Single Molecule Biophysics of Molecular Motors
Prof. Ahmet Yildiz
University of California Berkeley
Thursday, June 13th, 2013
Abstract: Kinesin and dynein are motor proteins that transport intracellular cargoes along microtubules. We have used single molecule biophysics approach to study how single motor proteins can generate coordinated motion along linear tracks. By engineering new kinesin and dynein proteins, we have discovered that these two classes of motors differ significantly in communication between their two motor domains.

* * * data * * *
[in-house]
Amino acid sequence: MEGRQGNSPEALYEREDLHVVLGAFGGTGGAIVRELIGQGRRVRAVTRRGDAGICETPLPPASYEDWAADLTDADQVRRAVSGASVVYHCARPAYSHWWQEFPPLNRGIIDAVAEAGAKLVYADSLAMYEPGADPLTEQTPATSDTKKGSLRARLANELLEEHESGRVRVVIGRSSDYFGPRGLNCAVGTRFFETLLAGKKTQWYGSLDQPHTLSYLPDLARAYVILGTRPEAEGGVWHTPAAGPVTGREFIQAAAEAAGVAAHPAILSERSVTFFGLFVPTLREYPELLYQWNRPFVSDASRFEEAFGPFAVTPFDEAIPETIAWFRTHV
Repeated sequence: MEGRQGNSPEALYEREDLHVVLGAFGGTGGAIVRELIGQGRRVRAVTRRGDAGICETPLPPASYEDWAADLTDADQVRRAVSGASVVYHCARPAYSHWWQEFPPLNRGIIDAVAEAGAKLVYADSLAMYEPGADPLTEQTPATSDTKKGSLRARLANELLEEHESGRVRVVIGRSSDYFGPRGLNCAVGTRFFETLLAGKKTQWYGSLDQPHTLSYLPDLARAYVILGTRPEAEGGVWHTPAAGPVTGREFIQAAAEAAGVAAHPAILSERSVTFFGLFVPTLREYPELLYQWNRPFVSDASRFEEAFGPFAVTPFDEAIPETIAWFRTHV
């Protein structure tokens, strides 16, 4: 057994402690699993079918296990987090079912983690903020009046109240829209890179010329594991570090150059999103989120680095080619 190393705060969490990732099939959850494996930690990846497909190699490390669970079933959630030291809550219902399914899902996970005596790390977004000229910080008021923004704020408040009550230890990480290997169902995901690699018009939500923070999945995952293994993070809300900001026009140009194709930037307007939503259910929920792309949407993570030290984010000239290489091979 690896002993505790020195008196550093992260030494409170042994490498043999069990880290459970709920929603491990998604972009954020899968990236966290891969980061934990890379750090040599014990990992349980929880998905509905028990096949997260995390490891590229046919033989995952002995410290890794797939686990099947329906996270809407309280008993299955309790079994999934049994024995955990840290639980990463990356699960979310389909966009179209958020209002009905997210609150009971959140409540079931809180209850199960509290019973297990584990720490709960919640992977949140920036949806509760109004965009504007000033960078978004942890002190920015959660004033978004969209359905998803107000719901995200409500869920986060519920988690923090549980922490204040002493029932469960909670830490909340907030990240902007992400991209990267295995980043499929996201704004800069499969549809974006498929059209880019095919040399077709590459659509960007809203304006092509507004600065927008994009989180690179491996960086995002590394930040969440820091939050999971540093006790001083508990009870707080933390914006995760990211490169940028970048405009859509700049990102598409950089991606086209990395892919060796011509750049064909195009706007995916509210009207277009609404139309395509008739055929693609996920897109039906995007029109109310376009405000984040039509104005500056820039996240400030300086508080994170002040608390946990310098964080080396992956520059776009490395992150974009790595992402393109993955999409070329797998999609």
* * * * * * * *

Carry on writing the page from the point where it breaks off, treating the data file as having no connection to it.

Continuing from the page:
Ahmet Yildiz is an Assistant Professor at the University of California Berkeley. He holds joint appointments with the Department of Physics and the Department of Molecular and Cell Biology. In 2004, Yildiz earned his PhD degree in Biophysics from the University of Illinois at Urbana-Champaign where he developed Fluorescence Imaging with One Nanometer Accuracy (FIONA). He was a postdoctoral fellow at the University of California at San Francisco from 2005-2008. Yildiz is the recipient of the Grand Prize of the Young Scientist Award given by AAAS and GE Healthcare. Recently, he was awarded Alfred Sloan Fellowship, Burroughs Wellcome Fund and The Ellison Medical Foundation New Scholar Award in Aging.